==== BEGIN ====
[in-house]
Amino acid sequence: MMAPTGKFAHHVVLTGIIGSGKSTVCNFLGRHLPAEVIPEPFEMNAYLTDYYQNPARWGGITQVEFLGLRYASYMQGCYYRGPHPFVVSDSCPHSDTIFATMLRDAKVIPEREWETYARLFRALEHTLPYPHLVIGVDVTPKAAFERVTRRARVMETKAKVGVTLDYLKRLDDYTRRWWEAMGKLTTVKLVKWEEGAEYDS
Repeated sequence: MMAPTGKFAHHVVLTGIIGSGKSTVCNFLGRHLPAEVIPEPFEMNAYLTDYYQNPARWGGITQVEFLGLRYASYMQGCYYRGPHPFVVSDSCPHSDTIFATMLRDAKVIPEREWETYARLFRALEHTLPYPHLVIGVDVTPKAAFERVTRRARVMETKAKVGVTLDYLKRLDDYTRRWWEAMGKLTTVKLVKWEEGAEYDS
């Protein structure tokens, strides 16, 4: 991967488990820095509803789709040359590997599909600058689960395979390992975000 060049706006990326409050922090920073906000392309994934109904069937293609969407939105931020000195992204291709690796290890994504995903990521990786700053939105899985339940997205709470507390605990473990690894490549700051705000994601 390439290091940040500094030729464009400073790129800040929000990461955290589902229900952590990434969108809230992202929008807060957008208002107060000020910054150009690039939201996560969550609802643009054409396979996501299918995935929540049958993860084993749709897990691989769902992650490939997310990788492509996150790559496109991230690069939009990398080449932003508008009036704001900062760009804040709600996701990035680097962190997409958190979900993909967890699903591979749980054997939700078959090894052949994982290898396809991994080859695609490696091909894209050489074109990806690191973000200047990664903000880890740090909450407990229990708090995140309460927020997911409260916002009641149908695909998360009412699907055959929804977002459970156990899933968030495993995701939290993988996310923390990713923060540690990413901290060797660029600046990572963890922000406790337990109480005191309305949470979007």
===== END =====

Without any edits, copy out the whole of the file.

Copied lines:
[in-house]
Amino acid sequence: MMAPTGKFAHHVVLTGIIGSGKSTVCNFLGRHLPAEVIPEPFEMNAYLTDYYQNPARWGGITQVEFLGLRYASYMQGCYYRGPHPFVVSDSCPHSDTIFATMLRDAKVIPEREWETYARLFRALEHTLPYPHLVIGVDVTPKAAFERVTRRARVMETKAKVGVTLDYLKRLDDYTRRWWEAMGKLTTVKLVKWEEGAEYDS
Repeated sequence: MMAPTGKFAHHVVLTGIIGSGKSTVCNFLGRHLPAEVIPEPFEMNAYLTDYYQNPARWGGITQVEFLGLRYASYMQGCYYRGPHPFVVSDSCPHSDTIFATMLRDAKVIPEREWETYARLFRALEHTLPYPHLVIGVDVTPKAAFERVTRRARVMETKAKVGVTLDYLKRLDDYTRRWWEAMGKLTTVKLVKWEEGAEYDS
């Protein structure tokens, strides 16, 4: 991967488990820095509803789709040359590997599909600058689960395979390992975000 060049706006990326409050922090920073906000392309994934109904069937293609969407939105931020000195992204291709690796290890994504995903990521990786700053939105899985339940997205709470507390605990473990690894490549700051705000994601 390439290091940040500094030729464009400073790129800040929000990461955290589902229900952590990434969108809230992202929008807060957008208002107060000020910054150009690039939201996560969550609802643009054409396979996501299918995935929540049958993860084993749709897990691989769902992650490939997310990788492509996150790559496109991230690069939009990398080449932003508008009036704001900062760009804040709600996701990035680097962190997409958190979900993909967890699903591979749980054997939700078959090894052949994982290898396809991994080859695609490696091909894209050489074109990806690191973000200047990664903000880890740090909450407990229990708090995140309460927020997911409260916002009641149908695909998360009412699907055959929804977002459970156990899933968030495993995701939290993988996310923390990713923060540690990413901290060797660029600046990572963890922000406790337990109480005191309305949470979007």